Saturday, 28 February 2015

Farm auction

Driving to Kansas City for the Lyric Opera's performance of Kevin Puts and Mark Campbell's Silent Night we noticed a sign for an auction at the farm market that's about 2 miles from our house. We get peach boxes and crates from them for our apples, and since last summer was not a very good one for the market owner, we were concerned that he might be closing. So Tom wanted to go over there this morning.

It's snowing nicely and I imagined that there would be a few cars there and some store furniture for sale. The place was packed; the field across the road, and the road, were filled with pickups from neighboring counties and there were huge John Deere vehicles parked around the store.

parking in the field
There were maybe 70 trucks 

We trudged through the snow and went inside, where farmers, all in padded tan coveralls and black jackets were monitoring their I-phones and waiting in line for numbers. We found one of the women who works there and she assured us that this is just a routine sale the owner has and that they'll be selling plants in a few weeks. Reassured, we left.

I saw a couple of small tractors, a little bigger than ours and tried to get Tom to bid on them, to no avail.
Some of the farm vehicles for sale

The auctioneer is in red to the left

The surrounding fields and road

Monday, 9 February 2015

Ancient objects in Mexico as art and history

In 2012 I visited the Rufino Tamayo Museum in Oaxaca, a lovely colonial building that houses Tamayo’s collection of ancient American objects, mainly sculpture. The museum presents these ancient objects in colored niches, a different bright color in each room. I believe they are meant to be seen as art, rather than archaeological finds. 

In January this year I returned to Mexico City, for a conference of the Association of Art Museum Directors. We visited were the Museum of Anthropology and also Anahuacalli, a dramatic structure designed by Diego Rivera to house his collection of some 54,000 ancient American objects, primarily stone and clay sculpture and vessels. About 2000 are on view, in simple well-lighted niches with descriptive labels for each gallery and individual labels for only a few select objects.

Stone carving, Tamayo Museum, Oaxaca
At each of these museums I had the same unexpected experience: Looking at a single object, I was engaged by its specific expression and began to think of its personal history. Some 1500 years ago a person, probably a man, carved the stone  or modeled and carved and fired clay to make one of these figures. I don’t know if he made it for someone to use in daily life or not, but I’m pretty sure it ultimately landed in a tomb, where it would accompany the deceased person for eternity, in the dark and in private. Here he is now, alone, standing on a pedestal in a lavender exhibition case.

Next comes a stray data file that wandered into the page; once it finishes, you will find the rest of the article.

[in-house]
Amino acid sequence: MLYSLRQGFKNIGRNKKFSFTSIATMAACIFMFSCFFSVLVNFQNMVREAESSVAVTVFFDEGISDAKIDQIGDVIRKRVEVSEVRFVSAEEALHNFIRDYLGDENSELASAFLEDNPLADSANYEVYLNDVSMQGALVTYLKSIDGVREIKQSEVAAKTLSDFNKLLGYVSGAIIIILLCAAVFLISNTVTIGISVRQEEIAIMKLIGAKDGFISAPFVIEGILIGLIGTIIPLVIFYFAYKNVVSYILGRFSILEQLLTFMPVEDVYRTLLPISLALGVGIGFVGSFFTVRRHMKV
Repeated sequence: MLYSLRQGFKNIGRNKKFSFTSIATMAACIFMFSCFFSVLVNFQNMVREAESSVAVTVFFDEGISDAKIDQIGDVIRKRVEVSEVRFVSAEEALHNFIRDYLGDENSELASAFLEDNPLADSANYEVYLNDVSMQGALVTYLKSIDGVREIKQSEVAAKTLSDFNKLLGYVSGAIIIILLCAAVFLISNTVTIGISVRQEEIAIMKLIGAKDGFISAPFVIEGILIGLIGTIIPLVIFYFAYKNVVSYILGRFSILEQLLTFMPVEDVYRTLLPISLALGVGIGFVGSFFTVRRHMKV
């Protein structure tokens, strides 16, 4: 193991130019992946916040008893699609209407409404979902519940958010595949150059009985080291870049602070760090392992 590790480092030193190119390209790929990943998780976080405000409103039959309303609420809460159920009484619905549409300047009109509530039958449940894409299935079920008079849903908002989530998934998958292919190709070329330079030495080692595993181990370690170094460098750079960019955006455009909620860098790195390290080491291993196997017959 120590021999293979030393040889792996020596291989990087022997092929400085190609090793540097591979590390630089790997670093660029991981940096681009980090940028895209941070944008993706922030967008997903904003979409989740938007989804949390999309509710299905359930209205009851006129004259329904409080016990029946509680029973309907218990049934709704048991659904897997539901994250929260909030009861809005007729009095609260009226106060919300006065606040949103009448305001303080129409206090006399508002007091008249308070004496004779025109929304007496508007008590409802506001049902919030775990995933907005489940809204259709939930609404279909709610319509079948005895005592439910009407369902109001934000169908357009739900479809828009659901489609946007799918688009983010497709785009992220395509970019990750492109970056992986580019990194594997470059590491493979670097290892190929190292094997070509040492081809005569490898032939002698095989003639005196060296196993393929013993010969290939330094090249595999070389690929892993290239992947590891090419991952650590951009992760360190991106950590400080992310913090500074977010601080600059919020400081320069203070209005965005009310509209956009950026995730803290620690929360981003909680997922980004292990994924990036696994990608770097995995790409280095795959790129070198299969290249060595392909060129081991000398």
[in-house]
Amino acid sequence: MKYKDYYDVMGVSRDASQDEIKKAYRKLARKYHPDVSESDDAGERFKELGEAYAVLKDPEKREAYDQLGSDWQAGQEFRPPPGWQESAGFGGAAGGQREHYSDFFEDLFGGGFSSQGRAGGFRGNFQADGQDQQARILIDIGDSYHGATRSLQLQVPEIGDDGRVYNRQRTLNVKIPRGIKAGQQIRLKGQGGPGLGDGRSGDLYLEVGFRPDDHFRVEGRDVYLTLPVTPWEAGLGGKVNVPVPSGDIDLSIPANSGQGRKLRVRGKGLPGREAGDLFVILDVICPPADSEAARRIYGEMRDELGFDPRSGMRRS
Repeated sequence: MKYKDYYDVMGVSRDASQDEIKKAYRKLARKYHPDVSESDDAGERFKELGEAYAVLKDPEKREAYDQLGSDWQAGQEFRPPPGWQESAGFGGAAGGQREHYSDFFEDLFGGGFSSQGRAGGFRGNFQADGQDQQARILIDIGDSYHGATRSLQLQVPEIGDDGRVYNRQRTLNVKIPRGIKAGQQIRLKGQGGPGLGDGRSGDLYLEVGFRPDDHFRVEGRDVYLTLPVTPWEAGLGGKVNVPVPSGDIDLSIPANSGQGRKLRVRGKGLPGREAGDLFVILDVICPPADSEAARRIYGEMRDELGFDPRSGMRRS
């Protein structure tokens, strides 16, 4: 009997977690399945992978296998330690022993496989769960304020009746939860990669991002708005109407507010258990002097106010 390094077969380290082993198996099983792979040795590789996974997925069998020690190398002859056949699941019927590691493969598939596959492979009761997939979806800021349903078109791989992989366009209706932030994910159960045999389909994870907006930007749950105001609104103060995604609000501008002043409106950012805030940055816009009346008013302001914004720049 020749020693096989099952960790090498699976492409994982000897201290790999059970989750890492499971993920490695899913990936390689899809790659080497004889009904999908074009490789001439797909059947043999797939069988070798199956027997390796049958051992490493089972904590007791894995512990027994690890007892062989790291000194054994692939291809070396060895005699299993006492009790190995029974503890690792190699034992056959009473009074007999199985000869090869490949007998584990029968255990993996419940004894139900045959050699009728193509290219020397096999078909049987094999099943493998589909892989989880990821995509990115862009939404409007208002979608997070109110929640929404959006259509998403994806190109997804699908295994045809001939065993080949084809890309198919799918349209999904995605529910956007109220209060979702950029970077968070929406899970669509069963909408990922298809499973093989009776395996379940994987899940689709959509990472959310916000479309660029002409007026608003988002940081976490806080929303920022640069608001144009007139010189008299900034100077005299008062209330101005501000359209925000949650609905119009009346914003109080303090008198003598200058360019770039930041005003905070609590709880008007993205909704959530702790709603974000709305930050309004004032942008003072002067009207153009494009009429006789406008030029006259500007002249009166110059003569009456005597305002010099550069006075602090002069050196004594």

Stone sculpture, Anahuacalli
Now I look at these things in brightly lit museum cases, far from the locations and uses for which they were intended. Mostly, I wander past them, giving them a quick admiring or bored glance. But sometimes their intense expressions capture me and I find myself pondering the vicissitudes of their history. I think of them in the dark for 1500 years, then being dug or bulldozed out of their tombs and grabbed up by eager collectors. Treasured by artists who want to share them with everyone and left alone in clean, brightly lit vitrines for another eternity. 
Clay figure, Museum of Anthropology, Mexico City

Although there is information about the general types of the objects and the geographical area where they were probably made, there are no specifics about how and where they were found. At the time Tamayo and Rivera were collecting it was easy to overlook the possibilities that more detailed understanding of the history of the objects might offer. They bought or traded or cajoled these works as gifts, along with the silver entrepreneur William Spratling, the artist Miguel Covarrubias and many others living in Mexico during the 20th century. 

I understand that Rivera and Tamayo thought they were protecting these objects from being “stolen” and taken out of Mexico (while Spratling and other collectors sold some of them to museums in the United States) and indeed they probably were. But they also loved them for their age and beauty, but apparently not for any historical context. And so we don’t usually know much about where, why or how they were buried.